Homophobia has been prevalent in hip hop since it was first overtly seen on Grandmaster Flash’s “The Message,” through the heyday of “gangsta rap” up through today’s popular songs (Heigl). It was a part of the culture of posturing yourself to seem more manly than your opponents. According to Darryl McDaniels of rap group Run DMC, “You would have had 50 rappers jump on a song, (and) dis the gay people because it’s cool” (Fekadu). McDaniels is speaking to the fact that at this point in hip-hop history, most people would not speak out against homophobia. There was no backlash against homophobic lyrics in songs. Rapper from the group N.W.A., Eazy E, is one person who employed the use of homophobic lyrics in his songs. On Eazy E’s “Nobody Move” he raps about a transsexual, “Put the gat to his legs, all the way up his skirt / because this is one faggot that I had to hurt.” Rappers like Eazy E are who Tim’m West is talking about when he says that “Hip Hop heteros rely heavily on the verbal bashing of fags in order to even exist” (Oware 25). Gangsta rappers like Eazy E need homophobia and gender phobia to promote their personas as the “bad” Stackolee figure. The goal is to be harder, more street, more macho, more amoral, and less gay. Much of today’s rap music continues to rely on the macho appeal of a Stackolee character. This Stackolee persona has been vital to rappers’ success in the rap industry. Macho rapper Big Daddy Kane has his career ruined by rumors speculating that he was HIV positive, which at the time was thought to be a gay disease (Hill 383). Amid the controversy surrounding Big Daddy Kane, members of the LGBTQ community were forced to remain closeted to protect their personal lives, sexual identity, and sexual partners (Hill 384). In the famous beef and public rap battles between Nas and Jay-Z, both rappers used suggested homosexuality of their opponent as a way to attack and embarrass each other, employing phrases such as “Gay-Z” (Hill 388-389). The choice of these rappers to use homosexuality as a way to attack one another speaks to assumed heterosexuality that hip hop thrives on. Any deviance from this assumed norm is used as a way to gain the upper can in a rap battle and demonize their opponents (Hill 388-391). As author and professor William Jelani Cobb points out, homophobic lyrics are “calling your manhood into question…it’s calling you sexuality into question…it’s saying that if you are not this you must therefore be gay…you must be a faggot, you know, you must be a bitch nigga” (Misogyny & Homophobia). Here Cobb directly relates homophobia with gender phobia by comparing and equating the words “faggot” (a homophobic word) and “bitch nigga” (a gender phobic phrase).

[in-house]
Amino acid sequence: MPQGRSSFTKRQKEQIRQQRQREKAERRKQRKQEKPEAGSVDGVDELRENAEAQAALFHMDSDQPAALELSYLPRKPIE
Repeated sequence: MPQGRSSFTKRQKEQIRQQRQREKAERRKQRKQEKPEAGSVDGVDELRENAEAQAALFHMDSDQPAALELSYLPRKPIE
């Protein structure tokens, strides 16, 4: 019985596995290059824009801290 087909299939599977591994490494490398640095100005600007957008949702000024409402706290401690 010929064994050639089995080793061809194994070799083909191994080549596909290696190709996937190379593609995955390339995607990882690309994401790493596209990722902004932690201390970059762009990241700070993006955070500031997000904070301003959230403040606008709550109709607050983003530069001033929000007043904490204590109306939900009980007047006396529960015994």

Homophobia is related to misogyny in hip hop music. According to Dr. Michael Eric Dyson, men must demean other men by comparing them to women. Dyson says “To assume that he’s less than a man and to assign him the very derogatory terms that one usually associates with woman” is one of the greatest insults in American culture (Misogyny & Homophobia). The point of this is to take away a man’s masculinity and turn him into someone inferior. This language also includes terms like “faggot” and “fairy” that are usually associated with gay people. Homosexuals are also seen as inferior because of their “girlyness” and assumed acceptance to socially aligning themselves with the assumed inferiority of a woman (Stephens 25-26; Clay 356). They are not upholding the masculine gender standard (Stephens 22). Through this analysis, one can see that rap music is, most often, not homophobic, but rather it is gender phobic. It is a type of discrimination that assumes that men and women have certain roles in society, and attacks people who do not conform to these preset ideas of gender (Stephens 22). Eminem defends his use of the word “faggot” saying, “Faggot is like taking away your manhood – you’re a sissy, you’re a coward…It doesn’t necessarily mean you’re being a gay person” (Stephens 25-26). In an interview with Anderson Cooper on “60 Minutes”, he further explains how much the word “faggot” was “thrown around,” and how it was just another one of those words that people would use against their opponents during a rap battle.